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‘The Hapsburg Group’: Mueller Says Manafort Secretly Paid European Leaders

PhotoPaul Manafort leaving Federal District Court in Washington last year.Credit Win Mcnamee/Getty Images North AmericaFor five centuries, the Habsburgs dominated much of Central Europe, reaching from their ancestral base in Austria to eventually encompass a multiethnic and multilingual empire that collapsed only at the end of World War I.The name of the dynasty that ruled the Austro-Hungarian Empire quickly became a trending topic on Friday evening, after the special counsel investigating Russian interference in the 2016 election in the United States accused Paul Manafort Jr., President Trump’s former campaign chairman, of secretly paying a group of former European officials to lobby for Ukraine in 2012 and 2013, when its government was pro-Russian.Around 2012, according to the indictment released on Friday, Mr. Manafort and his colleague Rick Gates “secretly retained a group of former senior European politicians to take positions favorable to Ukraine, including by lobbying in the United States.”PhotoPortraits of Princess Louise of Saxony and Emperor Franz Joseph at the home of a Habsburg descendant, Geza von Habsburg, in Bronxville, N.Y.Credit Damon Winter/The New York TimesThey were informally called the Hapsburg Group, according to the indictment, which used an alternative spelling for the Habsburgs.Continue reading the main storyAlthough the former politicians purported to provide “independent assessments,” according to the indictment, “in fact they were paid lobbyists for Ukraine.” Mr. Manafort used at least four offshore accounts to wire more than 2 million euros to pay the group of former politicians, according to the indictment.Continue reading the main story […]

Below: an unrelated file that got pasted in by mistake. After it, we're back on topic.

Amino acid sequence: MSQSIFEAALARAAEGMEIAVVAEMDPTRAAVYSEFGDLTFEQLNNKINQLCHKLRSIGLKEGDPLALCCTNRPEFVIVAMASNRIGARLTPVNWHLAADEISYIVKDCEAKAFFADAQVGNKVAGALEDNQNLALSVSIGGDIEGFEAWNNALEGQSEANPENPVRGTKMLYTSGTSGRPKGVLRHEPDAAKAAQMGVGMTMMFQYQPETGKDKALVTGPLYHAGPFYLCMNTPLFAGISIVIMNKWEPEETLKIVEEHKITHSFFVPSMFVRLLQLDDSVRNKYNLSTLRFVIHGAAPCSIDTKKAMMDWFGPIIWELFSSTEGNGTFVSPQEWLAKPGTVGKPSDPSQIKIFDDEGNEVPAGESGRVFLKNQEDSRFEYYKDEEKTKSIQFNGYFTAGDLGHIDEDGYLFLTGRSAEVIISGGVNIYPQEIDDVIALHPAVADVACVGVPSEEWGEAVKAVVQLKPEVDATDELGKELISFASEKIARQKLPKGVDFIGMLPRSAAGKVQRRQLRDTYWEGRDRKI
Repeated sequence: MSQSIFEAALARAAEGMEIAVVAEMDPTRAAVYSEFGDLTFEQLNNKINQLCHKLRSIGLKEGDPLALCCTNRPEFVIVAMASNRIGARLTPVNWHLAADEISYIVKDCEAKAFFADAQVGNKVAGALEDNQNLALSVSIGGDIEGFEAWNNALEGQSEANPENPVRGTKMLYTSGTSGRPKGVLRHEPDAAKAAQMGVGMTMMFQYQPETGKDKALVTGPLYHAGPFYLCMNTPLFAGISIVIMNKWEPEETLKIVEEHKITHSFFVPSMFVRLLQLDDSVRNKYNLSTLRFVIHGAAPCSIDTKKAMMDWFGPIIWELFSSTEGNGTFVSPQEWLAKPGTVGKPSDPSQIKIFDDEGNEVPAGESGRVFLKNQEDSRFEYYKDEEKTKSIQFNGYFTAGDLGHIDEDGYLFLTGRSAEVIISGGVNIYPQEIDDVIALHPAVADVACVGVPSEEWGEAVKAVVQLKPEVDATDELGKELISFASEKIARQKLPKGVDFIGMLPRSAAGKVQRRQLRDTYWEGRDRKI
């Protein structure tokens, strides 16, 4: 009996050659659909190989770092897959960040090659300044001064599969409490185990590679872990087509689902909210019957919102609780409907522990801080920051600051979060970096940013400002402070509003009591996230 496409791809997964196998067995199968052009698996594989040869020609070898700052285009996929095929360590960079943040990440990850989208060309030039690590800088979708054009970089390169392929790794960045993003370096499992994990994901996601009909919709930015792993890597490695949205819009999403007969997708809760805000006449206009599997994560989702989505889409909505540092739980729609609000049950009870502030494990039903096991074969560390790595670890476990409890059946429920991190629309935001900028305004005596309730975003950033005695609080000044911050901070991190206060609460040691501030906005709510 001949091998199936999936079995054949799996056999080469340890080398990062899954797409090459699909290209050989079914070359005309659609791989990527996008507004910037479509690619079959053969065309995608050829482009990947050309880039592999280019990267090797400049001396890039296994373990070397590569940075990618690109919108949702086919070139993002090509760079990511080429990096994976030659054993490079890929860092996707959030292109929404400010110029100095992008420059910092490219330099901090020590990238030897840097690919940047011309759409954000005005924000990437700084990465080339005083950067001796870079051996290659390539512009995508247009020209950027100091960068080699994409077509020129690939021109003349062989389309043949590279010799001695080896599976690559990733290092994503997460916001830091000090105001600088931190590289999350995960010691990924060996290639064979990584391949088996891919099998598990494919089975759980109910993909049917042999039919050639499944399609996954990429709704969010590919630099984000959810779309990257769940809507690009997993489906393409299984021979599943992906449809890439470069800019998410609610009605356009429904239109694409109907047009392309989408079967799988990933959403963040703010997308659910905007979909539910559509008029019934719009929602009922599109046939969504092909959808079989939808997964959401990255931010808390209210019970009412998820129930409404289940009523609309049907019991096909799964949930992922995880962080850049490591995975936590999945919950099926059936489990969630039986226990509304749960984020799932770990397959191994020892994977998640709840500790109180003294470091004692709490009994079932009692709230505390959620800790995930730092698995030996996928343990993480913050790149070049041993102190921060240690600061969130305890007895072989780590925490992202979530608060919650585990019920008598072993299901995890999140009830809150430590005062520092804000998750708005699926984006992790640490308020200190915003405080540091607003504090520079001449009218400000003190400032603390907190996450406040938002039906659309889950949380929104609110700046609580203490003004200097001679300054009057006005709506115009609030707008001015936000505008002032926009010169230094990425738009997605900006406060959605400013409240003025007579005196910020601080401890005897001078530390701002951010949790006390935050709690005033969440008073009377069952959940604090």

The Obamas, Olympic Games, Republican Party: Your Evening Briefing

#briefing-market-module.interactive-embedded .interactive-caption { display: none; } Market Snapshot View Full Overview Photo Credit Jada Yuan/The New York Times 10. One down, 51 to go. Jada Yuan, The Times’s much-envied new travel columnist, started her yearlong tour of our 52 Places to Go list with a trip to New Orleans. On her first visit to the city, eight years ago, she writes, she danced in the streets so much that she wore holes through the bottoms of her brand-new sneakers. It was “the only place in the world where I’ve had such a good time that the shoes melted right off my feet.” On this visit, she found a city in the midst of an upswing, with a fierce pride and a spirit of forgiveness […]

DACA, Hawaii, Australian Open: Your Monday Briefing